Author(s): Kanno K, Sasaki S, Hirata Y, Ishikawa S, Fushimi K,
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Abstract BACKGROUND: Urine-concentrating ability is regulated by vasopressin. Recently, the specific water-channel protein of the renal collecting duct, known as aquaporin-2, was cloned. However, it is not certain whether this molecule is responsive to vasopressin. METHODS: We measured the urinary excretion of aquaporin-2 and its response to vasopressin in 11 normal subjects and 9 patients with central or nephrogenic diabetes insipidus. The urine samples were collected during periods of dehydration and hydration and after the administration of vasopressin. Urine samples were analyzed for aquaporin-2 by the Western blot assay and immunogold labeling, and the amount of aquaporin-2 was determined by radioimmunoassay. RESULTS: Aquaporin-2 was detectable in the urine in both soluble and membrane-bound forms. In the five normal subjects tested, the mean (+/- SE) urinary excretion of aquaporin-2 was 11.2 +/- 2.2 pmol per milligram of creatinine after a period of dehydration, and it decreased to 3.9 +/- 1.9 pmol per milligram of creatinine (P = 0.03) during the second hour after a period of hydration. In the six other normal subjects, an infusion of desmopressin (1-desamino-8-D-arginine vasopressin) increased the urinary excretion of aquaporin-2 from 0.8 +/- 0.3 to 11.2 +/- 1.6 pmol per milligram of creatinine (P < 0.001). The five patients with central diabetes insipidus also had increases in urinary excretion of aquaporin-2 in response to the administration of vasopressin, but the four patients with X-linked or non-X-linked nephrogenic diabetes insipidus did not. CONCLUSIONS: Aquaporin-2 is detectable in the urine, and changes in the urinary excretion of this protein can be used as an index of the action of vasopressin on the kidney.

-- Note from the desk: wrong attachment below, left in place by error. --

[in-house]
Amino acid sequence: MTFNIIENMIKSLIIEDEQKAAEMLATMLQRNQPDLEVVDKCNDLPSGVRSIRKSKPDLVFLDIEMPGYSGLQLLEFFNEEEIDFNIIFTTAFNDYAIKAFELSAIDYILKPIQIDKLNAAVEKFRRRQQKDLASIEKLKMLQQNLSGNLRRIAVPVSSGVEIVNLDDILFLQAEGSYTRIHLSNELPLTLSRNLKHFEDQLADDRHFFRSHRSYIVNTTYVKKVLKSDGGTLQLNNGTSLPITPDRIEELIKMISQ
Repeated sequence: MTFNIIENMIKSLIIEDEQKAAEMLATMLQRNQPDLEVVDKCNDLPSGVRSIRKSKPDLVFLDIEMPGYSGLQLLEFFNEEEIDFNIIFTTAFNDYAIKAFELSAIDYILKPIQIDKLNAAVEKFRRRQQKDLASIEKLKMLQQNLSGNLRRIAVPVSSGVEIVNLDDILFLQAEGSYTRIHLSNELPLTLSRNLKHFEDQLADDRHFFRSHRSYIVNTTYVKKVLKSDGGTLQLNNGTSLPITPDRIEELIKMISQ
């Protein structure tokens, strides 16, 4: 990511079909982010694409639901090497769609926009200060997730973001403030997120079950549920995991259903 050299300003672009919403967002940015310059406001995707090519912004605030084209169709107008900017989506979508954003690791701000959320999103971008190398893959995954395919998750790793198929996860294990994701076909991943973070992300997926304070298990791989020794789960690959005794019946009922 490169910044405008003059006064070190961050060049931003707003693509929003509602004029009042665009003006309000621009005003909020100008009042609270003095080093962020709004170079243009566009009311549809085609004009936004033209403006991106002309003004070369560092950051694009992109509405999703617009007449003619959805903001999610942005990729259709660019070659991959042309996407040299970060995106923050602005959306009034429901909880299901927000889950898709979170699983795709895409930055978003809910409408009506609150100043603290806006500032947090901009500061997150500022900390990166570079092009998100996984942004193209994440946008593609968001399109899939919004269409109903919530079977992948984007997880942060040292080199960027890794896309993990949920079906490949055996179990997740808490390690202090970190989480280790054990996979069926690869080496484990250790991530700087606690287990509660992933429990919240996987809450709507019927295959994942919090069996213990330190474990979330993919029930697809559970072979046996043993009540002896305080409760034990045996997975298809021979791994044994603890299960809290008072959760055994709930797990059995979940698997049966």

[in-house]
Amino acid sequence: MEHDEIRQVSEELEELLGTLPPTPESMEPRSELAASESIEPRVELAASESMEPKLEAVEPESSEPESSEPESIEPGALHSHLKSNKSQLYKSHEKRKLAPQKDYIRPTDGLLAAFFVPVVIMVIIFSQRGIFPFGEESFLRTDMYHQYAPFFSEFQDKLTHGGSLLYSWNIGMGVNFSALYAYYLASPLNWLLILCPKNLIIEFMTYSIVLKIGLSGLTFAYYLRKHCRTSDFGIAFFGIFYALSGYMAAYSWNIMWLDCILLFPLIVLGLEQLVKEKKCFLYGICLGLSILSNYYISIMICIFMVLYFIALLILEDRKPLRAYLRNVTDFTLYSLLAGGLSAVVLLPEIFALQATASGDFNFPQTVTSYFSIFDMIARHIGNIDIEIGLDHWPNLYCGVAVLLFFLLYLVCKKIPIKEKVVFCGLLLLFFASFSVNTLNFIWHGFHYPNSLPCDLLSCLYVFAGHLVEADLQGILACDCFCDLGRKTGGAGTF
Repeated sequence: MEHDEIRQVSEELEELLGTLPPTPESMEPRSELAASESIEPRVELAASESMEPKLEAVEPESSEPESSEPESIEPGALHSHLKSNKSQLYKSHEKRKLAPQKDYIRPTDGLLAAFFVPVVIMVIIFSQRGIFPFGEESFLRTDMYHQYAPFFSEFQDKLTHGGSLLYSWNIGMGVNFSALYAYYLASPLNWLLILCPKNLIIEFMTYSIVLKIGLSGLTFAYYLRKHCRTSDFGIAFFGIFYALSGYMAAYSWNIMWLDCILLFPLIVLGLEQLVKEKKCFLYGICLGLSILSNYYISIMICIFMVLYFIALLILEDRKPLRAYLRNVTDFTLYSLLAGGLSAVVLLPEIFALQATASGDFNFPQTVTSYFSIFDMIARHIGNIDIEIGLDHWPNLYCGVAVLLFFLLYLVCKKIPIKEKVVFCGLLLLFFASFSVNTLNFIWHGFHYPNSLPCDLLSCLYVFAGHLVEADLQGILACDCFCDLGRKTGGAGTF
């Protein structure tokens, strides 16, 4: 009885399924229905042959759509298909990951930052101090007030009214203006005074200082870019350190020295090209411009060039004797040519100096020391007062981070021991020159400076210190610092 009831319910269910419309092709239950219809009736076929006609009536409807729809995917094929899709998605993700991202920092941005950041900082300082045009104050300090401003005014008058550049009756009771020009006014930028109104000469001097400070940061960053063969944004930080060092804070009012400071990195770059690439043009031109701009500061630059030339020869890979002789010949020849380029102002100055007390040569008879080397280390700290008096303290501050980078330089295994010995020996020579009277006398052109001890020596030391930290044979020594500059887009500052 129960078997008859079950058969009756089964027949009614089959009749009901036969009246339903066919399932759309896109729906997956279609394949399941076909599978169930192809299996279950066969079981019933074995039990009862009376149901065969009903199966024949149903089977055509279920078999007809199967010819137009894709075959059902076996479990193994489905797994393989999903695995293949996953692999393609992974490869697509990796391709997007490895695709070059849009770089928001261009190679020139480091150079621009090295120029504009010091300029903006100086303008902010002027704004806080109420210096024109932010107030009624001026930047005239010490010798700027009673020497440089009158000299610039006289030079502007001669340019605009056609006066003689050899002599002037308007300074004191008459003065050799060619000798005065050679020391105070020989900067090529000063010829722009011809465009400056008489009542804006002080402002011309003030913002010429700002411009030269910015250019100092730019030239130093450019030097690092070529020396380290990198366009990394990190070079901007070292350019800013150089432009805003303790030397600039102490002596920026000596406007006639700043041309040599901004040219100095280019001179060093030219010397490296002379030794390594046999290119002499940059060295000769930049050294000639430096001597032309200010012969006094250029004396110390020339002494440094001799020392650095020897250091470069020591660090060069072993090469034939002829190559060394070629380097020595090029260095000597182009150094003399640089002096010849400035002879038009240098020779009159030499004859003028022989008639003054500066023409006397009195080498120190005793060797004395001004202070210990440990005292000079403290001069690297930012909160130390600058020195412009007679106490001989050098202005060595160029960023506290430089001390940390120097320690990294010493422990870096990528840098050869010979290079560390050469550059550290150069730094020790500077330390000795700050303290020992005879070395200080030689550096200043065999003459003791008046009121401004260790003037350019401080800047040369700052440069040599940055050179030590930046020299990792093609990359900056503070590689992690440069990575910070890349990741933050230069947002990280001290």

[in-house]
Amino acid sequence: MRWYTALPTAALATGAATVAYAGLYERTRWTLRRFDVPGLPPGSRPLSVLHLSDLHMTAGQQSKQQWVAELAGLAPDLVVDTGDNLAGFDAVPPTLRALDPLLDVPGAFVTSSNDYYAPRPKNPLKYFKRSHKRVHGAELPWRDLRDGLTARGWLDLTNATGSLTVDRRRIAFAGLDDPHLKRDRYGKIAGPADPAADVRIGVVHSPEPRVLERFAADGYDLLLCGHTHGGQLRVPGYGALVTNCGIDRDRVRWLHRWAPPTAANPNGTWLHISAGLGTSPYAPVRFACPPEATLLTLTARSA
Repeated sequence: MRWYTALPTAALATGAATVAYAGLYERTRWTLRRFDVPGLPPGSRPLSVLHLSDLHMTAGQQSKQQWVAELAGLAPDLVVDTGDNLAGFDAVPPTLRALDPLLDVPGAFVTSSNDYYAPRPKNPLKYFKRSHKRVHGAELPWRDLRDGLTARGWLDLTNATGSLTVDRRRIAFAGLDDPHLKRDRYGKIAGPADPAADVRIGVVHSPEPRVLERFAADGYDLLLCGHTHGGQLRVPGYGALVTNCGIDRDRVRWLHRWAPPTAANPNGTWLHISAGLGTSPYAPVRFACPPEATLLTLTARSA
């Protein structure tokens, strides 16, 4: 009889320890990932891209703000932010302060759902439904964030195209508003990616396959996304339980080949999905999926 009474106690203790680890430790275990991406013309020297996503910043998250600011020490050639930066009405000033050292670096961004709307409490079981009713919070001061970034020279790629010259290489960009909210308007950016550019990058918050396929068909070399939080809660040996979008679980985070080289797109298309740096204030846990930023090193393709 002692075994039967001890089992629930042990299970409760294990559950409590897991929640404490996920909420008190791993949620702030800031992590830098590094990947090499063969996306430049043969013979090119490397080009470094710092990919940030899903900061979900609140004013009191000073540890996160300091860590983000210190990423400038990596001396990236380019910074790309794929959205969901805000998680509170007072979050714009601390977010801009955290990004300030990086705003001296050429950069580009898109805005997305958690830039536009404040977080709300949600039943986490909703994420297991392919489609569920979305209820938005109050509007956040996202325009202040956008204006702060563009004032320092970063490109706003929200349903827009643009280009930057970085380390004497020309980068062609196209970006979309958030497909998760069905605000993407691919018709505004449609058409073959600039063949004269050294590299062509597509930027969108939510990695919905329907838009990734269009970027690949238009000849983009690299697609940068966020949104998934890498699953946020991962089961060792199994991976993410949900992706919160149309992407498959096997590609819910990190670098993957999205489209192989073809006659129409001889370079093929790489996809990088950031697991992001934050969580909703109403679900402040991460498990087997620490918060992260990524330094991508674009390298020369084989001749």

This article was published in N Engl J Med
and referenced in Journal of Diabetes & Metabolism